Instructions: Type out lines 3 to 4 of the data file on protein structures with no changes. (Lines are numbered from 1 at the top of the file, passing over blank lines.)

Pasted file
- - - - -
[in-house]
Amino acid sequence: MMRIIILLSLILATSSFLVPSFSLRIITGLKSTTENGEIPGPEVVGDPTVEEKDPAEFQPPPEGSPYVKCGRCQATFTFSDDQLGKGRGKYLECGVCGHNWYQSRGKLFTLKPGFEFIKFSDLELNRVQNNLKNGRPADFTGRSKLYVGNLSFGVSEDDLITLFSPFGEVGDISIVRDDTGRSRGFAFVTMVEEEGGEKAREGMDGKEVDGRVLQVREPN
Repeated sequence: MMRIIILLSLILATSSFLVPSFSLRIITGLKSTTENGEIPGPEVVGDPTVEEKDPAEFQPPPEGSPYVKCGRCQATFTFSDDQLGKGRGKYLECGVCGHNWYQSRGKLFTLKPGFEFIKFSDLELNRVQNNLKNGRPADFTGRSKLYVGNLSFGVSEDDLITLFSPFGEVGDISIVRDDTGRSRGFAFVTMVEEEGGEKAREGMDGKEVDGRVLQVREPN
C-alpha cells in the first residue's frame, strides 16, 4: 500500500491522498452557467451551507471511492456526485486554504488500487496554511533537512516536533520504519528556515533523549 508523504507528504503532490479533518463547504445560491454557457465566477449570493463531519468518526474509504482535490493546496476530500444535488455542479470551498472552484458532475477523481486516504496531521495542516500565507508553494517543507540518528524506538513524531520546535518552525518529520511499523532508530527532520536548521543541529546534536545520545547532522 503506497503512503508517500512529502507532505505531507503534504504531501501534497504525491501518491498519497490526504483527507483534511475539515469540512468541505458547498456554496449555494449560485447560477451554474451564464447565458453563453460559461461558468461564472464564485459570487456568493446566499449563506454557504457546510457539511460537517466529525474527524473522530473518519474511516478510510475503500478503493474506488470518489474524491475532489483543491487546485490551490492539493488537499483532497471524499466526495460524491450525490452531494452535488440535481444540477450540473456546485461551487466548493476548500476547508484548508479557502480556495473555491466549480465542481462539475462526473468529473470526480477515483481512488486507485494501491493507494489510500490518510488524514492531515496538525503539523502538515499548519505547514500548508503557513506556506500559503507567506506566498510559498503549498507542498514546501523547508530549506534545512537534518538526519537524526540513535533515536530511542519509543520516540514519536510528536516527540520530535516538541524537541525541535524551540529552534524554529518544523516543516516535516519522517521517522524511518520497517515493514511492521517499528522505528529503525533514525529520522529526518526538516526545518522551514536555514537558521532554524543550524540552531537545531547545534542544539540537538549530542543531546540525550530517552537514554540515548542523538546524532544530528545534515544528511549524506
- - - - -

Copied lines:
Repeated sequence: MMRIIILLSLILATSSFLVPSFSLRIITGLKSTTENGEIPGPEVVGDPTVEEKDPAEFQPPPEGSPYVKCGRCQATFTFSDDQLGKGRGKYLECGVCGHNWYQSRGKLFTLKPGFEFIKFSDLELNRVQNNLKNGRPADFTGRSKLYVGNLSFGVSEDDLITLFSPFGEVGDISIVRDDTGRSRGFAFVTMVEEEGGEKAREGMDGKEVDGRVLQVREPN
C-alpha cells in the first residue's frame, strides 16, 4: 500500500491522498452557467451551507471511492456526485486554504488500487496554511533537512516536533520504519528556515533523549 508523504507528504503532490479533518463547504445560491454557457465566477449570493463531519468518526474509504482535490493546496476530500444535488455542479470551498472552484458532475477523481486516504496531521495542516500565507508553494517543507540518528524506538513524531520546535518552525518529520511499523532508530527532520536548521543541529546534536545520545547532522 503506497503512503508517500512529502507532505505531507503534504504531501501534497504525491501518491498519497490526504483527507483534511475539515469540512468541505458547498456554496449555494449560485447560477451554474451564464447565458453563453460559461461558468461564472464564485459570487456568493446566499449563506454557504457546510457539511460537517466529525474527524473522530473518519474511516478510510475503500478503493474506488470518489474524491475532489483543491487546485490551490492539493488537499483532497471524499466526495460524491450525490452531494452535488440535481444540477450540473456546485461551487466548493476548500476547508484548508479557502480556495473555491466549480465542481462539475462526473468529473470526480477515483481512488486507485494501491493507494489510500490518510488524514492531515496538525503539523502538515499548519505547514500548508503557513506556506500559503507567506506566498510559498503549498507542498514546501523547508530549506534545512537534518538526519537524526540513535533515536530511542519509543520516540514519536510528536516527540520530535516538541524537541525541535524551540529552534524554529518544523516543516516535516519522517521517522524511518520497517515493514511492521517499528522505528529503525533514525529520522529526518526538516526545518522551514536555514537558521532554524543550524540552531537545531547545534542544539540537538549530542543531546540525550530517552537514554540515548542523538546524532544530528545534515544528511549524506